James C. Capretta, fellow at the American Enterprise Institutes, asks, “How can the largest items in the federal budget, Social Security and Medicare, be preserved without more borrowing? (Tightening the Terms of the Social Contract, Law and Liberty, Nov. 7, 2023)”
The original concept of tying retiree benefit payouts to the payroll taxes has been stretched. Due to the growing gap between Social Security and Medicare contributions and payouts, the federal government is on the edge of a financial crisis and must borrow to cover costs.
Americans have never viewed Social Security and Medicare as welfare. Voters still believe they pre-pay Medicare and Social Security annually in the form of payroll taxes from their first job to retirement; as such, they tend to deny that reform is necessary.
The common perception is that payroll taxes have been set aside from the rest of the federal budget and reserved for the monthly checks and healthcare payments received in retirement. Americans were told when Social Security (SS) was initiated in the 1930s that receipts and spending would be tracked and that elected leaders would not be able to appropriate payroll contributions for any other purpose.
In 1964, a nationalized system of health insurance, called Medicare (HI), was added. HI would offer retirees medical coverage but for hospital expenses only. It would be financed with an add-on to the SS payroll tax and paid into a separate Medicare Hospital Insurance (HI) trust fund. At the same time, however, two additional programs were established. One program was voluntary and designed to pay for physician services, this is generally referred to as Medicare Part B. Another program, Medicaid, funded jointly by state and federal government, was also created at this time.Any premiums paid by participants flow into a separate account called the Supplementary Medical Insurance (SMI) trust fund.
From the very beginning, Social Security (SS) and Medicare Hospital Insurance (HI) were designed to be financed through payroll taxes with any excess revenue held in trust funds. This was not the case for additional Medicare programs financed from premiums and subsidies from the federal government. The creation of Supplementary Medical Insurance (SMI) has had lasting effects on the federal budget.
Because it receives substantial and uncapped subsidies from federal tax revenue, Supplementary Medical Insurance (SMI) is altogether different from Social Security and Hospital Insurance. This has resulted in annual federal budgetary deficits that increase the national debt of the U.S.Federal allocations to Supplemental Medical Insurance in 2023 equal 1.6 percent of total GDP.
Expanding Supplementary Medical Insurance (SMI) benefits has made it politically challenging for Congress to increase premiums or limit expenses.Meanwhile, given that 30.7 percent of the population is now aged 65 and older, the separate Social Security trust fund will be exhausted by 2034.For the Medicare Hospitalization Fund, insolvency is expected in 2031.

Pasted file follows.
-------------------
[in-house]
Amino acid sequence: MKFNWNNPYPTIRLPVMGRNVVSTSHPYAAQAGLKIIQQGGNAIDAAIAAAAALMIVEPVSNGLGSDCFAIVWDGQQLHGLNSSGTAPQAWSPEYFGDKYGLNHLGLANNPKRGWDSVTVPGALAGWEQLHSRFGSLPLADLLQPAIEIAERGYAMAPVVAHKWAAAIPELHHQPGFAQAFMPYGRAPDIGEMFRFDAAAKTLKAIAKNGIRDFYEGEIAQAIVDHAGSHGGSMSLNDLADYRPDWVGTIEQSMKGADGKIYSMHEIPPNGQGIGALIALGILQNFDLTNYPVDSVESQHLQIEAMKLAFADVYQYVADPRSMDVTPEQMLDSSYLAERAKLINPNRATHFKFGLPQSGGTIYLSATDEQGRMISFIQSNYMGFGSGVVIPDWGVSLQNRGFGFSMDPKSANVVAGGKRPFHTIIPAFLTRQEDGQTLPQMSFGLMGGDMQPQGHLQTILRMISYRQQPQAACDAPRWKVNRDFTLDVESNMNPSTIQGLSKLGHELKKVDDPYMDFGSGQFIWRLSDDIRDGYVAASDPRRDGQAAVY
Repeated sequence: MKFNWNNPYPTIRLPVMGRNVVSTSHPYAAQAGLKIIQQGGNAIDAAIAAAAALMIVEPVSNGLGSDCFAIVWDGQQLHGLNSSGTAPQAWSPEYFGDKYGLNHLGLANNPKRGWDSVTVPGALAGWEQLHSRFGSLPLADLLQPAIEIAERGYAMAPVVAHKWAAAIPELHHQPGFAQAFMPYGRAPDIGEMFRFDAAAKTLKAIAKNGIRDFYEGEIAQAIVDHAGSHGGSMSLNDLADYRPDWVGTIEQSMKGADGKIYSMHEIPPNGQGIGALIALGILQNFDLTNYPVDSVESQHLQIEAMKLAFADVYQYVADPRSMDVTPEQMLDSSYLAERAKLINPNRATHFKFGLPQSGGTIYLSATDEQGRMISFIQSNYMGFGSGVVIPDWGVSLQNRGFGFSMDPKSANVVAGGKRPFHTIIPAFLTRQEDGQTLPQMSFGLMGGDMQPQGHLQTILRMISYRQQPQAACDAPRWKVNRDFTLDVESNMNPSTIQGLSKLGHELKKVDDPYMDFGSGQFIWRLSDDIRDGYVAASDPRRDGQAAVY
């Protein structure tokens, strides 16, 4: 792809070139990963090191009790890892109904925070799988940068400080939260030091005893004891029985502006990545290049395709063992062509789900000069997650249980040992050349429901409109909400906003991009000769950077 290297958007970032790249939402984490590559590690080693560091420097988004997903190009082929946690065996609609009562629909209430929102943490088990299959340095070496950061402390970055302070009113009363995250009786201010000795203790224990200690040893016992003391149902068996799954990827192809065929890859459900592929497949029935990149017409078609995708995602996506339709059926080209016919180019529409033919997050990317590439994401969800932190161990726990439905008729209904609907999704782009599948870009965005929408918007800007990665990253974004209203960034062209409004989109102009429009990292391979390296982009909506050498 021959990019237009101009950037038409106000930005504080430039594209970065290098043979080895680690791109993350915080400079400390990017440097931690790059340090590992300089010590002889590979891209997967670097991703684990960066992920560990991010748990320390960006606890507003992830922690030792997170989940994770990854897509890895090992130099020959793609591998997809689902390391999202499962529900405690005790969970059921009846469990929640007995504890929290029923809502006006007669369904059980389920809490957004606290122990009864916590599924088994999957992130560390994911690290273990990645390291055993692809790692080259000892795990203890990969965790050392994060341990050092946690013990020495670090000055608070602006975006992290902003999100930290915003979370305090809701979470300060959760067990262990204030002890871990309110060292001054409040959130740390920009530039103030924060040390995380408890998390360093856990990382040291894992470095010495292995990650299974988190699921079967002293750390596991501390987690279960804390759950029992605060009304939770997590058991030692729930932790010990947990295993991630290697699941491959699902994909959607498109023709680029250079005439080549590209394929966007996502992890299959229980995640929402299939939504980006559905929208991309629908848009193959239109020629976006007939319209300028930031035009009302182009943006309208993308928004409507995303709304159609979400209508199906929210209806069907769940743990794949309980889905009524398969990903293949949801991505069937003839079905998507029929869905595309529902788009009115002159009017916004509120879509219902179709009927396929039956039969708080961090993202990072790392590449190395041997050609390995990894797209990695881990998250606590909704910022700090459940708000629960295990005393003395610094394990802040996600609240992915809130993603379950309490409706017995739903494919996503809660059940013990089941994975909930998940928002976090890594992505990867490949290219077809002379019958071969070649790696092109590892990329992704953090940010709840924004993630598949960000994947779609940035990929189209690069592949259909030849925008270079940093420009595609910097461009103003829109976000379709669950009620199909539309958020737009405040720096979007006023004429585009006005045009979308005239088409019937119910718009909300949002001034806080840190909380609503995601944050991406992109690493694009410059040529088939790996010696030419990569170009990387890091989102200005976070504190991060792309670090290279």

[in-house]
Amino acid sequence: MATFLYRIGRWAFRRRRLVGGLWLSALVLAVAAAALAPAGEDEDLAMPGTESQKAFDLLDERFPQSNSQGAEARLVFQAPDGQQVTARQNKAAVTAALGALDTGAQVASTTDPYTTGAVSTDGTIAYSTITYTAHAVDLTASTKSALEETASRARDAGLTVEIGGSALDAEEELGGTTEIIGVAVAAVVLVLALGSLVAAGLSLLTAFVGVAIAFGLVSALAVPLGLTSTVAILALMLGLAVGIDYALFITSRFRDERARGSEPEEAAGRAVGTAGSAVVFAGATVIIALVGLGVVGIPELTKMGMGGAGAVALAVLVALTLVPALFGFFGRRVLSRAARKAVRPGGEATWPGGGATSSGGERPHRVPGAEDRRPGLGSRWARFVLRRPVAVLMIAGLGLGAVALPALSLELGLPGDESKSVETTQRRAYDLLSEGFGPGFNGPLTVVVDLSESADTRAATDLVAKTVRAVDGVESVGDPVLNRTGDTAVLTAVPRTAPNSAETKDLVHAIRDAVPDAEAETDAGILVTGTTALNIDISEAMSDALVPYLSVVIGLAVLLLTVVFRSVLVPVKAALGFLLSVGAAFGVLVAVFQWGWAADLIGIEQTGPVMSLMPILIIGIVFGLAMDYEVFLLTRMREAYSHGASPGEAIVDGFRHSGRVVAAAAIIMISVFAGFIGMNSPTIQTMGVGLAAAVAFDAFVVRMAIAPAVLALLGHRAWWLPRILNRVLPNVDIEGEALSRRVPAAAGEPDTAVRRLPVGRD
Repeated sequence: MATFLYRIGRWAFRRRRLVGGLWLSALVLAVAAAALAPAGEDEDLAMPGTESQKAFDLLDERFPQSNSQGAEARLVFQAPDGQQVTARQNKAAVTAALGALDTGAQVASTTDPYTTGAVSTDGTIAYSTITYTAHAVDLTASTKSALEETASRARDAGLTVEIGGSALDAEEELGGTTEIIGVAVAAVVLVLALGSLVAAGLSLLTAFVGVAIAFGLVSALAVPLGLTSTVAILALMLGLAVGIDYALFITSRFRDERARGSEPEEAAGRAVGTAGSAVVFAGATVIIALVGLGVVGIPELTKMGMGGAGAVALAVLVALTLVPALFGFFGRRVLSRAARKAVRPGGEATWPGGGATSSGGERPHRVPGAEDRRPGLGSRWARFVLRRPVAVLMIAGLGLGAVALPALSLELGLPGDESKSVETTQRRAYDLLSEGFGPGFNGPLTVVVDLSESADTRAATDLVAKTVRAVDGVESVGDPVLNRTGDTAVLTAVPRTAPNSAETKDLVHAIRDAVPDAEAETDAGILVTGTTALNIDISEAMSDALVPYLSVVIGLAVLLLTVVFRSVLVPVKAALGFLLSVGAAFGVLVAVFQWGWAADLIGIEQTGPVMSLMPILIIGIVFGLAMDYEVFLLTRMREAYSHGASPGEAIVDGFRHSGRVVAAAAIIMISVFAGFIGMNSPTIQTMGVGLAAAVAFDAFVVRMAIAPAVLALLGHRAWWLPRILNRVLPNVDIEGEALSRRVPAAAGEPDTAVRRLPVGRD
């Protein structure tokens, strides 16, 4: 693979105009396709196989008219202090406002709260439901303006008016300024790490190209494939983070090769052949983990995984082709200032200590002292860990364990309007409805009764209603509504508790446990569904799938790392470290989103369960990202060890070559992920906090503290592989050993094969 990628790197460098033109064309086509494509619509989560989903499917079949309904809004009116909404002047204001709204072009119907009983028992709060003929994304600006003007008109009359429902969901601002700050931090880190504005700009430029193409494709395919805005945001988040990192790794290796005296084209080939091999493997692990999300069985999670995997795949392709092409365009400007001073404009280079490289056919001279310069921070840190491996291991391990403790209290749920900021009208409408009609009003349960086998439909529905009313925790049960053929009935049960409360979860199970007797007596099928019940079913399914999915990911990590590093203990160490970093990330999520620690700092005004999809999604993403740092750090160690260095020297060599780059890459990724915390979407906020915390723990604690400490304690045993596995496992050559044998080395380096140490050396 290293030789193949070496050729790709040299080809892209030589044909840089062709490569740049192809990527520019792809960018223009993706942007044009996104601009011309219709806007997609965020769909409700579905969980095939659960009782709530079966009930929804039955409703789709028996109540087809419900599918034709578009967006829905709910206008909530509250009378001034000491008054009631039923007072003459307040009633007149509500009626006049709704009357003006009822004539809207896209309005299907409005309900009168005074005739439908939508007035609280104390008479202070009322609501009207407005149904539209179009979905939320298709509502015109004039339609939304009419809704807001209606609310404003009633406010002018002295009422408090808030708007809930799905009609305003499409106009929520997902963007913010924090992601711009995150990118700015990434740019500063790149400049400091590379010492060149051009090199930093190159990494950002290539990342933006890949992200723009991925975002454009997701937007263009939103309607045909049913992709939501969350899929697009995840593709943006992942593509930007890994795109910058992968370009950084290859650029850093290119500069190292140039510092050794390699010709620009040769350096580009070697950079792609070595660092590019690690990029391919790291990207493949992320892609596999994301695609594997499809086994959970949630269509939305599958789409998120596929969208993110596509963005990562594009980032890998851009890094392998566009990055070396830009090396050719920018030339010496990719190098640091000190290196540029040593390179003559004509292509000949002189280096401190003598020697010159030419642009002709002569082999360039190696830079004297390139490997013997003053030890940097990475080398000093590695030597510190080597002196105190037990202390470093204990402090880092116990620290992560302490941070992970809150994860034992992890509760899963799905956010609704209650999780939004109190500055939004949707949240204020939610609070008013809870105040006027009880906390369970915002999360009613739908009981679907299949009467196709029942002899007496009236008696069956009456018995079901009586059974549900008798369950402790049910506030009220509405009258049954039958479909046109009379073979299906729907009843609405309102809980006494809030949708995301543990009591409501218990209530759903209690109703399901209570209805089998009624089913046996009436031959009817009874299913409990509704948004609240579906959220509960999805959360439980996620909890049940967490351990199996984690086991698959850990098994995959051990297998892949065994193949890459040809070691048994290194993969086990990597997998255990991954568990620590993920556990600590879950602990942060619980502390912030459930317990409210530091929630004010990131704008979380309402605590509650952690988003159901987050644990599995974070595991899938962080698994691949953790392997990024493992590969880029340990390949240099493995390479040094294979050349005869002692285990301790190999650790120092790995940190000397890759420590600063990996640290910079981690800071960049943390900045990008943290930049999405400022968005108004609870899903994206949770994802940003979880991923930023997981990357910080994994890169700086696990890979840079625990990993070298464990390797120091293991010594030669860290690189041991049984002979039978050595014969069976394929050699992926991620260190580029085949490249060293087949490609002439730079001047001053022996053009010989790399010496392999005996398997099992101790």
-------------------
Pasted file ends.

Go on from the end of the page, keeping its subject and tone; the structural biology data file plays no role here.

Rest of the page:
What principles should guide Social Security and Medicare reforms? Capretta first suggests getting a handle on Supplementary Medical Insurance (SMI) in order to address a significant portion of the overall federal government deficit.His modest proposal is to prevent the general fund contribution to SMI rising from its 2023 level (1.6 percent of GDP).
Capretta then tackles the rapid depletion of the payroll-financed Social Security and Medicare Hospital Insurance trust funds. Something needs to be done relatively soon with support from the two major parties.
It is now presumed that current law prohibits spending by Social Security (SS) and Medicare (HI) when their trust funds are exhausted. To sustain the principle that Social Security and Medicare Hospital Insurance payments reflect premiums paid during a person’s working career, consider two reforms: 1) Current formulas for payment requests must be amended in order to lower costs; and 2) increased revenue must flow into these trust funds.
Another option being considered would transform the programs by raising taxes on taxpayers with incomes exceeding $400,000 from all sources; this would essentially remove the programs from payroll taxes. Alternatively, policymakers could work with the public perception that payroll taxes fully cover costs and impose no financial burden on the broader federal budget. This would retain the concept of promised retiree payments based on one’s previous earnings.
Adjustments will not be popular but procrastination will surely result in a crisis, decreased trust in the program, lower labor force participation, and unsustainable increases in the national debt. Capretta proposes that whenever Social Security and Medicare Part A trust fund deficits are anticipated, half of any adjustments needed be assigned to higher payroll taxes and the rest to benefit cuts. Congress could periodically revise these formulas and protect the lowest-income retirees from any changes.
It would be wise to consider Capretta’s suggestions.The architects of U.S. Social Security wanted all American workers to own Social Security by paying for it themselves with the confidence that what was promised will be delivered.
Maryann O. Keating, Ph.D., a resident of South Bend and an adjunct scholar of the Indiana Policy Review Foundation, is co-author of “Microeconomics for Public Managers,” Wiley/Blackwell.